Australia has over 300 species of termites, but only a few cause severe economic damage to homes. Most termites are vital for our environment to recycle decaying timbers and plant materials to improve the organic resources in the soil. They are also a source of food for many animals.
Termites live in colonies. The size of the colony is dependent on the species of termite. A colony of Ringant termites may only have a few hundred insects, whereas a mound-building species like Coptotermes could have hundreds of thousands or even millions of insects.
Some termites build mounds, some nest underground, while others live in small colonies in trees. Ground mounds, pole nests and tree nests are common sites in Ipswich and surrounding areas. Subterranean termite nests are generally not visible, yet the species cause the most damage to homes.
The first sign of termites in or around the home can often be after a colonising flight. Winged termites called Alates leave the colony, usually in early Summer, to establish new colonies. Once paired, the future Queen and King drop the winds and retreat to a small chamber where they mate.
It can take several years for a new colony to grow in numbers sufficient in strength to cause severe damage to a home. A termite Queen is long-lived, in some species, more than 25 years, continuously fertilised by the King and can lay upwards of 30,000 eggs per day at peak fertility.
Identifying the termite species in an infestation is crucial to providing the most effective long-term control of the pests.
What kind of termites are in Australia?
Three types of termites most commonly encountered in Australia are subterranean, drywood and dampwood termites. The main pest termites in Australia are:
- Coptotermes acinaciformis, subterranean termite
- Mastotermes darwiniensis, giant northern termite
- Cryptotermes primus
- Cryptotermes brevis, West Indian drywood termite
- Heterotermes ferox
- Schedorhinotermes intermedius
- Nasutitermes walkeri
- Microcerotermes turneri
What do termites eat in Australia?
Most termites consume decaying wood and dead plant matter, such as logs, twigs and leaves. Some termites eat fungus on plants that contains cellulose which is chewed and regurgitated to build termite mounds and feed other termites.
Not all termites eat wood. Many species feed on grass and are not pests in buildings. Those species that eat wood get cellulose, sugars, and starches from the sapwood of trees and eat any wooden structures, including logs, stumps, and homes.
What are the worse termites?
Coptotermes acinaciformis is the most destructive termite species in Australia for total economic damage. They are well known for causing widespread damage to homes. Mastotermes darwiniensis, the Giant Northern Termite, is more destructive locally, but its range is limited to northern Australia.
What attracts termites to a home?
Termites are attracted by carbon dioxide (CO2) released by decaying timbers and excessive moisture from leaking taps, broken pipes, air conditioners and hot water systems in and around a home. In huge numbers, termite workers forage blindly for food and water to locate new sources to sustain the colony.
How do you tell if termites are active in your house?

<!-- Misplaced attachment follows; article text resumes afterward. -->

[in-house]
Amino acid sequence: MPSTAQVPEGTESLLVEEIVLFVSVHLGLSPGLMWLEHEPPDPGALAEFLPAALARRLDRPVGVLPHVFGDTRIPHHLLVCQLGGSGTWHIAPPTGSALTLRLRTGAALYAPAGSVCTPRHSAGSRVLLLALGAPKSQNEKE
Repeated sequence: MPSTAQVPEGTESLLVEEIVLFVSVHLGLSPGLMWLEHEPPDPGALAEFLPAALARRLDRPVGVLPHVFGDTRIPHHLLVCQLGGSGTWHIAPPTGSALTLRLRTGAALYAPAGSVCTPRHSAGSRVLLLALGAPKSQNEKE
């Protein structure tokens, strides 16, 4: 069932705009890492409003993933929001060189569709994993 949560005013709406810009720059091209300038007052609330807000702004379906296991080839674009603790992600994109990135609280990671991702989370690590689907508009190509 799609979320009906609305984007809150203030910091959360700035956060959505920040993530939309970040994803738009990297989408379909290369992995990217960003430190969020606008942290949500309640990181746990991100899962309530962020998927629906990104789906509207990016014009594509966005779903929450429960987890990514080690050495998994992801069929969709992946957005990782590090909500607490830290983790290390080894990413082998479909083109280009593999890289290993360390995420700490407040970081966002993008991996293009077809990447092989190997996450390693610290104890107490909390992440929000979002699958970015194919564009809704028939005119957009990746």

The most common signs of termites living in and around your house are sounds from headbanging termite soldiers in the walls or dress timbers and flying termites invading your space. Be on the lookout for mud and mud tubes with white ants inside, hollow-sounding paper-thin timber you can put your finger through. You may also find tight-fitting doors and hard-to-open windows affected by the moisture created by termites, galleries or tunnels in timbers from termites, and termite droppings called Frass.
A professional termite inspection is the first step to confirm if termites are active in your home.
Can termites ruin a house?
YES! It is estimated that termites cause more than $3 billion in property damage yearly. Repair bills from termite damage can be as low as a few thousand dollars to more than half a million dollars. In the worse cases, some homes must be demolished and rebuilt at great expense.
Do termites go away without treatment?
YES! Some termites will leave when disturbed, but they return soon after. Schedorhinotermes intermedius are well known for infesting homes and leaving once bothered only to return a few weeks later. Other termite colonies are known to use and follow the tunnels of other termites into a house.
We have seen two or three different species attacking one house. The termites will leave altogether once the food or water source is no longer available. Once termites have infested your home, the risk of a repeat infestation is forever greater and growing.
How hard is it to get rid of termites?
YES! Termites have been around for about 250 million years and actively contribute to our environment. While you cannot permanently remove termites from the environment, you can help prevent them from taking root in your home and control any active colonies nearby. A mature colony of termites can cause structural damage to a home within a few weeks of starting an attack on building timbers.
Our technicians are highly trained, licensed professionals skilled in termite colony control and elimination. Following best practices and using the safest chemistry and technology is the most effective way to eliminate termites.